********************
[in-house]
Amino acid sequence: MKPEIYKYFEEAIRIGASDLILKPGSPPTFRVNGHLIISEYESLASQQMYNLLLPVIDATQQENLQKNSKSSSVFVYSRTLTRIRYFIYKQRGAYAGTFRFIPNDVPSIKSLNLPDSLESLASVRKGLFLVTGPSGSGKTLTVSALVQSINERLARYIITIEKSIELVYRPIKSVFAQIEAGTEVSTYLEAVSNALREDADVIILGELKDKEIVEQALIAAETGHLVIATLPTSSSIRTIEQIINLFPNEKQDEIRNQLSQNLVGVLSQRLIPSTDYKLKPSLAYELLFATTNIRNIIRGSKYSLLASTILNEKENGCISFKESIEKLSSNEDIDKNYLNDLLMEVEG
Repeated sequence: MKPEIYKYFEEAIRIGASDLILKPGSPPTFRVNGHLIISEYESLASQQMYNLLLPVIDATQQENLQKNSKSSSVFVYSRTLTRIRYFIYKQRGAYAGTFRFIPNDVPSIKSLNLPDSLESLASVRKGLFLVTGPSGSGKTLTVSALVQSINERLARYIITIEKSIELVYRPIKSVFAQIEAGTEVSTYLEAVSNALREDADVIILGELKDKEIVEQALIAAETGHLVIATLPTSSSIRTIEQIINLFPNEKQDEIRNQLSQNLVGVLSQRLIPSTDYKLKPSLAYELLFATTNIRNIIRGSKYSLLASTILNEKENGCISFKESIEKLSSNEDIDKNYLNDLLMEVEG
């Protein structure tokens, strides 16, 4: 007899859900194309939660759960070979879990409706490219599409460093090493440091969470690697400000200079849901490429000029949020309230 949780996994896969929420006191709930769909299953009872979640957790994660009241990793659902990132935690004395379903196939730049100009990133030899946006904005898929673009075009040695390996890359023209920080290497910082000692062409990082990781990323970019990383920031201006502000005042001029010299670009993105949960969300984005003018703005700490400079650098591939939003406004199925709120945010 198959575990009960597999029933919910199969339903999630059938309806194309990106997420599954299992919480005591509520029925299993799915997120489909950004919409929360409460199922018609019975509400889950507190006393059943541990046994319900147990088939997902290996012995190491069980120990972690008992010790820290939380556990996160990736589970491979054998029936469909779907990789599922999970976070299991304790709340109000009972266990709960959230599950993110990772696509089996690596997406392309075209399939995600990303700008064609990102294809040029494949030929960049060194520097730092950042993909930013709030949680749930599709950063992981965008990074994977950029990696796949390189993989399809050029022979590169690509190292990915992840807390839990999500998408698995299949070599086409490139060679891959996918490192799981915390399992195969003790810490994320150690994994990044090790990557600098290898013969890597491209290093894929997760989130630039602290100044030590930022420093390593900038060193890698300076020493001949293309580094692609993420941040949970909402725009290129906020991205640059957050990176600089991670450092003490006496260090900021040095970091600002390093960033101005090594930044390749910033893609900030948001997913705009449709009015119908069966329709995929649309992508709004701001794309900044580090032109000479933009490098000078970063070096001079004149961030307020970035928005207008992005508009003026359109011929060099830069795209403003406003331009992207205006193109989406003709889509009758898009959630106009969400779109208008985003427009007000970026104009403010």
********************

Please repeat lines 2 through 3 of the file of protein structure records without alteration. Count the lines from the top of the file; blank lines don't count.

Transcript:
Amino acid sequence: MKPEIYKYFEEAIRIGASDLILKPGSPPTFRVNGHLIISEYESLASQQMYNLLLPVIDATQQENLQKNSKSSSVFVYSRTLTRIRYFIYKQRGAYAGTFRFIPNDVPSIKSLNLPDSLESLASVRKGLFLVTGPSGSGKTLTVSALVQSINERLARYIITIEKSIELVYRPIKSVFAQIEAGTEVSTYLEAVSNALREDADVIILGELKDKEIVEQALIAAETGHLVIATLPTSSSIRTIEQIINLFPNEKQDEIRNQLSQNLVGVLSQRLIPSTDYKLKPSLAYELLFATTNIRNIIRGSKYSLLASTILNEKENGCISFKESIEKLSSNEDIDKNYLNDLLMEVEG
Repeated sequence: MKPEIYKYFEEAIRIGASDLILKPGSPPTFRVNGHLIISEYESLASQQMYNLLLPVIDATQQENLQKNSKSSSVFVYSRTLTRIRYFIYKQRGAYAGTFRFIPNDVPSIKSLNLPDSLESLASVRKGLFLVTGPSGSGKTLTVSALVQSINERLARYIITIEKSIELVYRPIKSVFAQIEAGTEVSTYLEAVSNALREDADVIILGELKDKEIVEQALIAAETGHLVIATLPTSSSIRTIEQIINLFPNEKQDEIRNQLSQNLVGVLSQRLIPSTDYKLKPSLAYELLFATTNIRNIIRGSKYSLLASTILNEKENGCISFKESIEKLSSNEDIDKNYLNDLLMEVEG